Some babies vomit at some point in time and in the majority of cases, this is not significant. Vomiting in newborn babies covers different types resulting from different causes.

Vomiting or more often, regurgitation (spitting up) is a comparatively frequent symptom seen in infancy. In the majority of cases, vomiting in newborn babies is not to worry about and rarely continues beyond the first few feeds.

Vomiting vs spitting up

First of all, it is important to know that there’s a difference between real vomiting and just spitting up. In vomiting, one forcefully throws out stomach contents through the mouth; while, in spitting up (usually seen in infants under one year of age) stomach contents easily flow out of the mouth, often with a burp.

Causes of vomiting

The common causes of spitting up or vomiting differ based on age. For instance, during the first few months, the majority of infants spit up small amounts of milk, usually within an hour of feeding. It will occur less commonly if a baby is burped frequently and if active play is limited right after meals. The frequency of spitting up usually decreases as the baby grows older, but may persist in a mild form until 10-12 months of age. This is not a serious condition and doesn’t interfere with normal weight gain. 

Occasional vomiting can be seen during the first month. If it occurs repeatedly or is unusually forceful, talk to the paediatrician. It could result from just a mild feeding difficulty, but it also could be a sign of something serious.

Persistent Vomiting

From 2 weeks to 4 months of age, persistent forceful vomiting may occur, which can be caused by a thickening of the muscle at the stomach exit, preventing food from passing into the intestines. This needs immediate medical attention. The important sign of this condition includes forceful vomiting occurring around 15-30 minutes or less after every feed. If you notice this, consult your paediatrician as soon as possible.

Gastroesophageal reflux disease

Sometimes, the spitting up in the first few months of life worsens instead of improving—that is, although it’s not forceful, it occurs all the time. This occurs when the muscles at the lower end of the oesophagus get overly relaxed and let the stomach contents back up. This condition is termed gastroesophageal reflux disease (GERD). This can usually be controlled by doing the following:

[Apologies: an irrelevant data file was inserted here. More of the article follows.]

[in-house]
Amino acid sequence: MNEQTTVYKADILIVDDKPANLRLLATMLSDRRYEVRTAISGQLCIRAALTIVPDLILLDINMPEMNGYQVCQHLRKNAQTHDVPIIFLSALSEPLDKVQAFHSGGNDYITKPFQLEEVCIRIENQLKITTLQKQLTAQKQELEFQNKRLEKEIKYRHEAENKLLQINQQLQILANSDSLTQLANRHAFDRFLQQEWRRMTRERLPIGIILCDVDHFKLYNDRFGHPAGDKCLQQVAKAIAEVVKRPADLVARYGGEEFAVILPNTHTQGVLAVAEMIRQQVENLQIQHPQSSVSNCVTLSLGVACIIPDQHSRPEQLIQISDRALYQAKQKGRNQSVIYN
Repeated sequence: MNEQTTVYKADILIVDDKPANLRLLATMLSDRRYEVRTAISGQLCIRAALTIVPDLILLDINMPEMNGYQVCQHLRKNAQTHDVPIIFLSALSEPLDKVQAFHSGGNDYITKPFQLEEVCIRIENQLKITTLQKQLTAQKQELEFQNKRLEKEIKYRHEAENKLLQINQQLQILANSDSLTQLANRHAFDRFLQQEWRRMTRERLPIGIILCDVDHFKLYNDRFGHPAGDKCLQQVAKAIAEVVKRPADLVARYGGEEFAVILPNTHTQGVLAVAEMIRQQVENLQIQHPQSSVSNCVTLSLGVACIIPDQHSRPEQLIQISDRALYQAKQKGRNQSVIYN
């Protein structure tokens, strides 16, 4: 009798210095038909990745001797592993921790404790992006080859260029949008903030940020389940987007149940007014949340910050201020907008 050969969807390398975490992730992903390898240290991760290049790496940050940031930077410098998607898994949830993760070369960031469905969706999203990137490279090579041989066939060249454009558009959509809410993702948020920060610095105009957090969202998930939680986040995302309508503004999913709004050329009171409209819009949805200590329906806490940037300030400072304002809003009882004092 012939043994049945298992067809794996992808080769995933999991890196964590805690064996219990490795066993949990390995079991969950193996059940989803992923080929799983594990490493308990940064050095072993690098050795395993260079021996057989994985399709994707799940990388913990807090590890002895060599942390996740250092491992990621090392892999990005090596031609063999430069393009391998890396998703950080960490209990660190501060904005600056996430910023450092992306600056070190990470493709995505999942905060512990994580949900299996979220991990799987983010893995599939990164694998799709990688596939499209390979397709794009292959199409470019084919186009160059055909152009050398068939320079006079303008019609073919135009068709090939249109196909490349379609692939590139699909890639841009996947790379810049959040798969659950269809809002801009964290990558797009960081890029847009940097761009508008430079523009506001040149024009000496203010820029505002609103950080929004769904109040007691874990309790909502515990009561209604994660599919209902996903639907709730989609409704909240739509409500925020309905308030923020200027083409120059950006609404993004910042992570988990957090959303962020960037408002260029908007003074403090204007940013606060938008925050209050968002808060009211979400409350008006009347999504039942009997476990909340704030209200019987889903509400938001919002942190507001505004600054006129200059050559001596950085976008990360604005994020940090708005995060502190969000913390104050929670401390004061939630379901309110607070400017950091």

1. Avoid overfeeding or offer smaller feeds more frequently.
  2. Burp the baby frequently.
  3. Keep the baby in a safe, quiet, upright position for minimum of 30 minutes after feeding.

If these steps don’t help, your paediatrician may refer you to a gastrointestinal (GI) specialist.


After the first few months of life, stomach or intestinal infection is considered to be the most common cause of vomiting. Viruses are the most frequent infecting agents, but occasionally bacteria and even parasites may be the cause. The infection also may cause fever, diarrhoea, and sometimes nausea and abdominal pain. Rotaviruses are a primary cause of vomiting in infants and young children but are becoming less common compared to that in the past, due to the availability of a vaccine. 

Occasionally infections outside the gastrointestinal tract may also cause vomiting. These comprise infections of the respiratory system, infections of the urinary tract, otitis media, meningitis, and appendicitis. Some of these conditions need immediate medical attention, so look for the following trouble signs and consult your paediatrician if they occur. 

  • Blood or bile (a green-coloured material) in the vomit
  • Severe abdominal pain
  • Exhausting, repeated vomiting
  • Swollen or enlarged abdomen
  • Tiredness or severe irritability
  • Convulsions or fits
  • Signs or symptoms of dehydration, such as dry mouth, absent tears, and decreased urination
  • Inability to drink an adequate quantity of fluid
  • Vomiting continuously over 24 hours